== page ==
Three weeks after the NEC meeting significant gaps remain, and even NEC members will not see detailed proposals till September 15th at the earliest, with the conference debate scheduled for Sunday September 25th. I am increasingly concerned at putting such a complex project – the draft section on Young Labour alone runs to more than four pages – to a single Yes/No vote. However I also accept that another year of self-examination would be a distraction from taking on the Tories and promoting clear and attractive Labour alternatives. I hope it is not too late to rescue the baby from the bathwater, endorse the many areas where there is agreement, and defer the few contentious issues to next year, or perhaps to a special conference as Tony Blair did with Clause IV.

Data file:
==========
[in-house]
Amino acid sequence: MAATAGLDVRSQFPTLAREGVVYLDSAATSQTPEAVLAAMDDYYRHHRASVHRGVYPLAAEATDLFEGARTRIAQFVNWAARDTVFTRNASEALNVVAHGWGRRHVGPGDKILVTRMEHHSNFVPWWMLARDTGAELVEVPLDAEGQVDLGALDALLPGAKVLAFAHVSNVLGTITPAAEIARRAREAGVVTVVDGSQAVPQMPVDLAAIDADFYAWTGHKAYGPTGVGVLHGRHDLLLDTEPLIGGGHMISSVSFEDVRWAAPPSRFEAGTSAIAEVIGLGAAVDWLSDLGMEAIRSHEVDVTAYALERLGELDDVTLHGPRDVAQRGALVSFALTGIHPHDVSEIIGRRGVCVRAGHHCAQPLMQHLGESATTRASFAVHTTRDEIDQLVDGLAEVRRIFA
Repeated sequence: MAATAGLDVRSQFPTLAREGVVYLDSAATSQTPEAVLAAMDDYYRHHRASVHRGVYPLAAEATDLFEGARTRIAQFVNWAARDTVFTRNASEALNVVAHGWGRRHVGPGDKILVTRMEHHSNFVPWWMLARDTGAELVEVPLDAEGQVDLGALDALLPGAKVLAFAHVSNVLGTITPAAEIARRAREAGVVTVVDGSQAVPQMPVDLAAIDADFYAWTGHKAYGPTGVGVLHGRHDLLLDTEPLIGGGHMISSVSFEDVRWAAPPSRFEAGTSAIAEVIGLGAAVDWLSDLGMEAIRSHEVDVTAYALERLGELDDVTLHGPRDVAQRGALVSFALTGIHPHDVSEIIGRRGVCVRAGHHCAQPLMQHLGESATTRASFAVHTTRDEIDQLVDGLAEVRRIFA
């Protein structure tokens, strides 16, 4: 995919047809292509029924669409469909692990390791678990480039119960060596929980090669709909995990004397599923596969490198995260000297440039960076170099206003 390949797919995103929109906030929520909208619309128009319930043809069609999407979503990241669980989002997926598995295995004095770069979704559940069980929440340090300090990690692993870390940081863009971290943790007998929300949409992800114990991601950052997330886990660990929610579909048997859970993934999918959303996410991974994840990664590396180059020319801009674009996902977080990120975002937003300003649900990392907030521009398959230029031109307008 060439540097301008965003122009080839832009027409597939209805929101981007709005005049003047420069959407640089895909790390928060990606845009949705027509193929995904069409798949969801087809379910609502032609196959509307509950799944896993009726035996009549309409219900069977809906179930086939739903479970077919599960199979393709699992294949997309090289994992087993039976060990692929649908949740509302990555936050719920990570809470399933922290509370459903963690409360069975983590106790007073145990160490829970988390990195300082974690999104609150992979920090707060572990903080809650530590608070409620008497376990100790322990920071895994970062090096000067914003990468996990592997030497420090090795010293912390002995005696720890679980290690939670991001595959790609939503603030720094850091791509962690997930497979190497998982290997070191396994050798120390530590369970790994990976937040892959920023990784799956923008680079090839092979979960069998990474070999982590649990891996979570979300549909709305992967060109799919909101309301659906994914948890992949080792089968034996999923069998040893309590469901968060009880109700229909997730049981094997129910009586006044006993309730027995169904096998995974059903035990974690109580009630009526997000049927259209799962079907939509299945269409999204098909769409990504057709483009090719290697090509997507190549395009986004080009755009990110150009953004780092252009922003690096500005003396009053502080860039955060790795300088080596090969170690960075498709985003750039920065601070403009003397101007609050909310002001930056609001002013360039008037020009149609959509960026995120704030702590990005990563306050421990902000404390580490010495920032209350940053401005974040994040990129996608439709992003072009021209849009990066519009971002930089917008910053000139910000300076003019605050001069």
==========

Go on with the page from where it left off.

At this year’s Party Conference at Liverpool, delegates will be asked to vote on two major reviews, the Refounding Labour review of structure and process and the review of policy, A Better Future for Britain.
It is tempting to see these two reviews as seperate but in rality they are two sides of the same coin. One of Labour’s major challenges is to understand how members can have a meaningful role in policy review.
In her blog post Lucy Anderson. a London representative on the National Policy Forum, takes a first look at the Better Future for Britain review.